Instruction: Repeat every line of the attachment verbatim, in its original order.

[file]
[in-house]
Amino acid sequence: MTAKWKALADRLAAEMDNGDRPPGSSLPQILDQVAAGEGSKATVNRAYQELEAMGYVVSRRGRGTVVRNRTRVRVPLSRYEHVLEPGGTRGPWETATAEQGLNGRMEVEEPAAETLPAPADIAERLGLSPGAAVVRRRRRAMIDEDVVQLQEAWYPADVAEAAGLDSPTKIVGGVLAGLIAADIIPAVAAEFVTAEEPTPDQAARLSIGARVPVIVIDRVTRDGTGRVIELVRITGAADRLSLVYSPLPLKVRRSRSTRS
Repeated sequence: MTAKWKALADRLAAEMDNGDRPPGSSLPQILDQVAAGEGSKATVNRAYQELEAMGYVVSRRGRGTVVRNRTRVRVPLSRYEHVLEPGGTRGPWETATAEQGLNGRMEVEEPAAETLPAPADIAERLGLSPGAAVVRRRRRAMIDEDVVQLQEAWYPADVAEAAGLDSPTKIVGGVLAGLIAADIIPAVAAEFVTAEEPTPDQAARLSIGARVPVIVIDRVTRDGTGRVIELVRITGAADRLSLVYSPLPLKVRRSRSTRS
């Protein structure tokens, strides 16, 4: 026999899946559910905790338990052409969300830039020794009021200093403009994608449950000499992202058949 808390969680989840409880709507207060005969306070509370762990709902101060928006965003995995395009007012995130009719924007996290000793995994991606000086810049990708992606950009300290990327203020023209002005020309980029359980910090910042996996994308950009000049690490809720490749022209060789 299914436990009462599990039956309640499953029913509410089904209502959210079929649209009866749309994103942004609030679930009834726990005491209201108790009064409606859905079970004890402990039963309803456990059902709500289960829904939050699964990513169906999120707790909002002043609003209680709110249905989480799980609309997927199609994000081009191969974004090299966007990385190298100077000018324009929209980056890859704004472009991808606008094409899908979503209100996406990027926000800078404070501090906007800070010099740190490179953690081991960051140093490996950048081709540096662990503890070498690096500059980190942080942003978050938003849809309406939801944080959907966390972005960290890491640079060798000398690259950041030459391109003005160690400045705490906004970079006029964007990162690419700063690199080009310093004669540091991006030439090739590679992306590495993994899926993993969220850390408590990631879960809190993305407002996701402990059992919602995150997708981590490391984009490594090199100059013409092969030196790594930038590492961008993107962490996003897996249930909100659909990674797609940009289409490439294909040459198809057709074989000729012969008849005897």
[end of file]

[in-house]
Amino acid sequence: MTAKWKALADRLAAEMDNGDRPPGSSLPQILDQVAAGEGSKATVNRAYQELEAMGYVVSRRGRGTVVRNRTRVRVPLSRYEHVLEPGGTRGPWETATAEQGLNGRMEVEEPAAETLPAPADIAERLGLSPGAAVVRRRRRAMIDEDVVQLQEAWYPADVAEAAGLDSPTKIVGGVLAGLIAADIIPAVAAEFVTAEEPTPDQAARLSIGARVPVIVIDRVTRDGTGRVIELVRITGAADRLSLVYSPLPLKVRRSRSTRS
Repeated sequence: MTAKWKALADRLAAEMDNGDRPPGSSLPQILDQVAAGEGSKATVNRAYQELEAMGYVVSRRGRGTVVRNRTRVRVPLSRYEHVLEPGGTRGPWETATAEQGLNGRMEVEEPAAETLPAPADIAERLGLSPGAAVVRRRRRAMIDEDVVQLQEAWYPADVAEAAGLDSPTKIVGGVLAGLIAADIIPAVAAEFVTAEEPTPDQAARLSIGARVPVIVIDRVTRDGTGRVIELVRITGAADRLSLVYSPLPLKVRRSRSTRS
């Protein structure tokens, strides 16, 4: 026999899946559910905790338990052409969300830039020794009021200093403009994608449950000499992202058949 808390969680989840409880709507207060005969306070509370762990709902101060928006965003995995395009007012995130009719924007996290000793995994991606000086810049990708992606950009300290990327203020023209002005020309980029359980910090910042996996994308950009000049690490809720490749022209060789 299914436990009462599990039956309640499953029913509410089904209502959210079929649209009866749309994103942004609030679930009834726990005491209201108790009064409606859905079970004890402990039963309803456990059902709500289960829904939050699964990513169906999120707790909002002043609003209680709110249905989480799980609309997927199609994000081009191969974004090299966007990385190298100077000018324009929209980056890859704004472009991808606008094409899908979503209100996406990027926000800078404070501090906007800070010099740190490179953690081991960051140093490996950048081709540096662990503890070498690096500059980190942080942003978050938003849809309406939801944080959907966390972005960290890491640079060798000398690259950041030459391109003005160690400045705490906004970079006029964007990162690419700063690199080009310093004669540091991006030439090739590679992306590495993994899926993993969220850390408590990631879960809190993305407002996701402990059992919602995150997708981590490391984009490594090199100059013409092969030196790594930038590492961008993107962490996003897996249930909100659909990674797609940009289409490439294909040459198809057709074989000729012969008849005897």